Monday, 22 April 2019

Monday Long Song / Busy Birthday Week - Part Two

After deciding that I was going to travel to Nottingham and join in the fun at John and Bright Ambassador's inaugural Sunday Vinyl Session, I had a poke about the interweb to find out what might be going on in town during the evening, by way of entertainment. Amazingly there was a gig of interest at the Running Horse, in the very same room where I'd be spending the afternoon discussing all things Bowie. Johnny Dowd was in town. So after dinner and a brief pit-stop in another cool little bar, John, Jenny and I headed back to the pub where we'd met just a few hours earlier.

I knew only a little about Johnny Dowd before the show, but what I did know definitely ticked my boxes. Prolific, maverick, alt-country oddball doesn't begin to adequately describe the man and the music he makes. He's a dark poet, as funny as hell and as serious as your life. After the show we chatted to a couple of fans who are following Johnny's tour around parts of the UK. 'Completely different every night' said one. 'A totally different set from yesterday's' said another. I'm linking a short documentary on Johnny's 2015 UK tour at the bottom of this post, which is worth 18 minutes of anyone's time and will probably tell you more about him that I ever could. Johnny Dowd is 71 and already visibly more frail than when 'Disco Sausage' was filmed. If he tips up in your town anytime soon, I'd highly recommend that you give him a go. I really hope that I can catch up with him again one day. It was late, I'd had a long day, done a lot of driving and (for me) a lot of drinking. I was bushed. Hugs were exchanged between myself and my wonderful hosts and I headed off down the hill to my hotel. I suspect that I was asleep before John and Jenny had even caught their bus home.

On Monday morning I wandered into the centre of Nottingham in search of sustenance and enjoyed the most delicious breakfast/brunch in the Cartwheel Cafe - Roasted cauliflower, chickpeas, sun-blushed tomatoes, potato hash, roasted beetroot houmous, red amaranth and spring onions drizzled with garden pesto. It really was amazing, as was the Rwandan coffee that accompanied it. After ambling around for another half an hour, I necked an espresso at Outpost Coffee for the road and headed off to Cambridge.

David Thomas Broughton is part singer-songwriter, part avant-garde performance artist - the clipped Northern diction of his sonorous baritone (think a 21st Century Jake Thackray), guitar and various electronic gizmos are looped, dissected and reassembled to inject sometimes spontaneous elements to each individual performance. He's a baffling prospect to many, but once you fall under his spell, it's hard to look away. He had the entire room in his hands on Monday evening in Cambridge. On Tuesday morning I bumped into him in the hotel lift as we were both on our way to check out. Not wishing to come across as a weird stalker type, I merely thanked him for a great show the previous evening and told him I'd catch up with him later in the day in Norwich.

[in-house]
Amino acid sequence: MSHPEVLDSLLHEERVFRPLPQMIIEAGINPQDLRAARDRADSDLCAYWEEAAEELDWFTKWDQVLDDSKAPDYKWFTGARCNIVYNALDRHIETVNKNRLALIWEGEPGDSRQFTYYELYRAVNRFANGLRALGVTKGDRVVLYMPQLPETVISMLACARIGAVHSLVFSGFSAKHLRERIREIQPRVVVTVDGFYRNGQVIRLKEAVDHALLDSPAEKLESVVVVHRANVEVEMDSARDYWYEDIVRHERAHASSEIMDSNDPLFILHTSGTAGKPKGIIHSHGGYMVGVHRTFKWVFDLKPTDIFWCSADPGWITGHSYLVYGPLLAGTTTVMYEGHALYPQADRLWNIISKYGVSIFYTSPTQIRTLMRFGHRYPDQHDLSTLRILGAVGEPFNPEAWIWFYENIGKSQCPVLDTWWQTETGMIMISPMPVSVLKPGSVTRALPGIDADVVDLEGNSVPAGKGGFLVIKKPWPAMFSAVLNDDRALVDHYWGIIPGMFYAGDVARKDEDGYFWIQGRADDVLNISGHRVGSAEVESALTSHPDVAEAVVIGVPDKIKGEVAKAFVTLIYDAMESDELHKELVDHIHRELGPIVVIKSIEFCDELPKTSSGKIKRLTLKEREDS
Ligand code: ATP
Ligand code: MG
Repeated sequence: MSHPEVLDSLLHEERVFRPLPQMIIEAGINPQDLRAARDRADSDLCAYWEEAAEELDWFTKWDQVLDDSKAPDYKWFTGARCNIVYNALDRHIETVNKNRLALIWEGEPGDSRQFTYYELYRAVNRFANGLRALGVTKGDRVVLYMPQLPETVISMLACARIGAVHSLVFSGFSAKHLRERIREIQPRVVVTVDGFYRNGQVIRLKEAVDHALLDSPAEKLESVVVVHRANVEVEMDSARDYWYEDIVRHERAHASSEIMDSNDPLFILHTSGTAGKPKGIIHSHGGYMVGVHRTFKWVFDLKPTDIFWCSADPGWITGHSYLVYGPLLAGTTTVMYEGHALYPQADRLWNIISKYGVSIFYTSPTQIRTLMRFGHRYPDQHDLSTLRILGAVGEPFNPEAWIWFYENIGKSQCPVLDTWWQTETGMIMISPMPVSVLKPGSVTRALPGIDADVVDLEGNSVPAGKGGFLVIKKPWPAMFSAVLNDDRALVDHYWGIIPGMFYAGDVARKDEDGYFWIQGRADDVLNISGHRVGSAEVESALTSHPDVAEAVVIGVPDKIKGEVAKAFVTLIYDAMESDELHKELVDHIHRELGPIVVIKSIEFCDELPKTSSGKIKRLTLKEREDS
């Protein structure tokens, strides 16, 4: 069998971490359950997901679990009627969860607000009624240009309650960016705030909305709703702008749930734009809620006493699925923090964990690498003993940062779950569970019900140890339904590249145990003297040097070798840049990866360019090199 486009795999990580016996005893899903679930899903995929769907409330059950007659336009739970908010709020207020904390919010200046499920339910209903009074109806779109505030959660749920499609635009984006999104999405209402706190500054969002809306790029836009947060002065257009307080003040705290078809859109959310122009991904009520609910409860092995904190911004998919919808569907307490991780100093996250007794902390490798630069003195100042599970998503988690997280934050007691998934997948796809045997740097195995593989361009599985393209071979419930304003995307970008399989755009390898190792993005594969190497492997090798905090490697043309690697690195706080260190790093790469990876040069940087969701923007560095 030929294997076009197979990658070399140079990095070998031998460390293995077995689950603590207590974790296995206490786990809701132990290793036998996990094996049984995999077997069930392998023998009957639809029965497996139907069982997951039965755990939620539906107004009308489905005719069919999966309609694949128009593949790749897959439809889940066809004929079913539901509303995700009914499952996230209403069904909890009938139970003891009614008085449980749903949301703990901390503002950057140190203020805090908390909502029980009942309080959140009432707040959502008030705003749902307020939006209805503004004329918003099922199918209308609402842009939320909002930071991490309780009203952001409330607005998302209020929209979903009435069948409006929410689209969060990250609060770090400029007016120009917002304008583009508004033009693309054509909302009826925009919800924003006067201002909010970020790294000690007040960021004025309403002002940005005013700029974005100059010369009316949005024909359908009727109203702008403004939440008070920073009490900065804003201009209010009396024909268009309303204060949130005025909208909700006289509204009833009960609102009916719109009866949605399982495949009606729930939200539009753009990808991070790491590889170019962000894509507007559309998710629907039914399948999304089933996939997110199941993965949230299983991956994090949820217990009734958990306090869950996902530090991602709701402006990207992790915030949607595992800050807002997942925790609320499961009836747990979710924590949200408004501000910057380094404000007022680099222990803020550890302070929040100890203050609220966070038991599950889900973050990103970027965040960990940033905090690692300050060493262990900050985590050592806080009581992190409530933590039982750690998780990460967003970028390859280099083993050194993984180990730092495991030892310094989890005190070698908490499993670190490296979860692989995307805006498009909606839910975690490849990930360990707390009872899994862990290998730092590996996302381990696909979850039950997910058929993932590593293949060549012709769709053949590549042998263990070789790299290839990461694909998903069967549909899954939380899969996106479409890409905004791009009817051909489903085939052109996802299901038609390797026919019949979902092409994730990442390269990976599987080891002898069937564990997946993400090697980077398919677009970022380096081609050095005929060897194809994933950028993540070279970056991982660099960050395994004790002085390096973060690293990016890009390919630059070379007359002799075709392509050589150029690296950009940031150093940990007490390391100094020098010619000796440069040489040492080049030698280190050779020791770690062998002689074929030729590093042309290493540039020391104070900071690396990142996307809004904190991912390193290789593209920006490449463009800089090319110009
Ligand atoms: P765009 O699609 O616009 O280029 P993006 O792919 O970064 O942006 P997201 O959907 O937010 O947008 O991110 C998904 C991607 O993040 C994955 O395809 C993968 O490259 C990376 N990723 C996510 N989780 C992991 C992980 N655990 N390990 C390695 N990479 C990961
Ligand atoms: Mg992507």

I was in Cambridge and, as it was my birthday, I figured that I deserved a treat or two, so I made tracks for the frankly magnificent Relevant Records. I'm so glad that this place isn't my local record shop. I could have easily dropped a months wages without even starting to dig deep into the bins. As it was I behaved myself, coming away with Nursery Rhymes by Bill Wells & Friends (a physical copy of which I've been after since posting about it here), second hand copies of John Cale's 'Paris 1919' and 'Future Songs' by The Doozer, plus the Joe Strummer RSD 12" of 'Forbidden City'. Then there was more food, more coffee and a drive onto Norwich, where David Thomas Broughton's performance was in a public bar and free of charge. Unfortunately this meant that a contingent of the audience were not only not there to see him - they simply didn't get what he was doing. This resulted in much peripheral chatter from sections of the crowd, which was a shame as they were missing a terrifically engaging show. After the gig, I wearily drove the last 20 miles home through the night, the first day of my 60th year completed.

Broughton didn't play 'Silent Arrow' at either of the shows I caught on this tour, but it's become something of a personal favourite of mine and illustrates what it is he actually does pretty well.

David Thomas Broughton - Silent Arrow


John Medd said...

I'll give Disco Sausage a coat of looking at! Here's a clip of John Marriott who supported Johnny Dowd last Sunday.
See you later in the year?

C said...

Fantastic. My mouth is also watering at your description of breakfast/brunch... sounds delicious.

The Swede said...

How did I manage to overlook John Marriott? He was tremendous. Thanks for that link John. I'm going to click about to see if there's anything else available. I shall return, of that you can be certain.
That brunch really was something else C.

Alyson said...

The first day of your 60th year sounds as if it was a blast! As you know I'm doing a course at college at the moment and there is a poetry module. I find it really hard to veer away from song lyrics and the work of rappers/beat poets. Sounds as if this guy's output is well worth an investigation.

Brian said...

Meeting friends, hitting record stores, seeing shows... sounds like you had quite an adventure to celebrate your birthday. Green with envy.

The Swede said...

Alyson, Brian - I did indeed have an absolute blast.

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